Editorials

Study finds 7 million Californians lack health insurance

The Associated Press
Friday February 09, 2001

LOS ANGELES — Nearly 7 million Californians lack health insurance despite the state’s economic growth, according to a university study released Thursday. 

The number of Californians under age 65 who were covered by health insurance rose by 500,000 between 1998 and 1999, mainly due to growth in employment-based insurance. 

But “we still have more than one in five non-elderly Californians uninsured,” said E. Richard Brown, lead author of the University of California, Los Angeles, study. 

“We see improvement in this last year, but that’s after several years of amazing economic growth,” he said. “That shows how resistant expanding coverage is ... even to things like improving the labor market.” 

“The most troubling thing is that it took so long for us to see improvements due to the economy,” he said, and a slowdown “may change these figures.”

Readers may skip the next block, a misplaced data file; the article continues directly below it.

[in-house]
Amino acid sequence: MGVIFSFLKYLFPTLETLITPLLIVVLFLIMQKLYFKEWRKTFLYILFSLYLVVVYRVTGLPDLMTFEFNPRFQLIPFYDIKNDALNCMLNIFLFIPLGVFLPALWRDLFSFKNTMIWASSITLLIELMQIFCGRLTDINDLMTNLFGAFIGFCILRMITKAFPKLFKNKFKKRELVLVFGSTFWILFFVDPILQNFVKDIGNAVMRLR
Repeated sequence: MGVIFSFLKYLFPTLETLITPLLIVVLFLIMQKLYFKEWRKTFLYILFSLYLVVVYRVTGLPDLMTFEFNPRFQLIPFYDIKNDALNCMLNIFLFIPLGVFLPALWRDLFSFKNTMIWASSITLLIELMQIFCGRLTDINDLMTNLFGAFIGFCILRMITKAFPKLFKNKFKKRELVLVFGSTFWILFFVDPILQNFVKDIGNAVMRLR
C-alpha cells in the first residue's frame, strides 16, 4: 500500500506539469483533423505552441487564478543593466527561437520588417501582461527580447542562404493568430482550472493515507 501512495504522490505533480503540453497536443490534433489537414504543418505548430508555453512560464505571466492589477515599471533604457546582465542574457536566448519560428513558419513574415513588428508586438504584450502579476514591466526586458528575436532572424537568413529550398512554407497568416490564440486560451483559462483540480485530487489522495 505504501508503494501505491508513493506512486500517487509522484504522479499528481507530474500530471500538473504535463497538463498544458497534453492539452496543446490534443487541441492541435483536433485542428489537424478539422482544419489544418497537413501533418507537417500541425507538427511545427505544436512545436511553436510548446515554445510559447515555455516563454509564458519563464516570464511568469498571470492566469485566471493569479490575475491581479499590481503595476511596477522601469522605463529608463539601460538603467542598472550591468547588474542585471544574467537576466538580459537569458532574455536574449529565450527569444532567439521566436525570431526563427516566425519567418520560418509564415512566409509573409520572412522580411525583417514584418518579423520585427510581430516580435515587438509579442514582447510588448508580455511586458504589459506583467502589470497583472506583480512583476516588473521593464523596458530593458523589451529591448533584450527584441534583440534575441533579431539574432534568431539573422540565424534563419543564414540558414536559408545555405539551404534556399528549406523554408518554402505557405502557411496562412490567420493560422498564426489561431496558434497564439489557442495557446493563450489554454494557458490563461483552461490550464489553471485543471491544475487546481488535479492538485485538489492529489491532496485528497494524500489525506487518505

The number of uninsured Californians dropped from 7.3 million in 1998 to 6.8 million in 1999. About 1.1 million were illegal immigrants. 

The percentage of uninsured non-elderly dipped to 22.4 percent – down from a year earlier but about the same as in 1996. 

Six in 10 Californians were insured through their jobs or those of family members. About one in 10 were covered by Medi-Cal and the state’s Healthy Families Program. Healthy Families aims to insure children whose families earn too much to qualify for poverty-level programs but cannot afford private insurance. 

The study, funded by a grant from the California Wellness Foundation, concluded that the public programs could be expanded to help many more people. 

Gov. Gray Davis and the Legislature have proposed expanding the Healthy Families Program to cover some parents.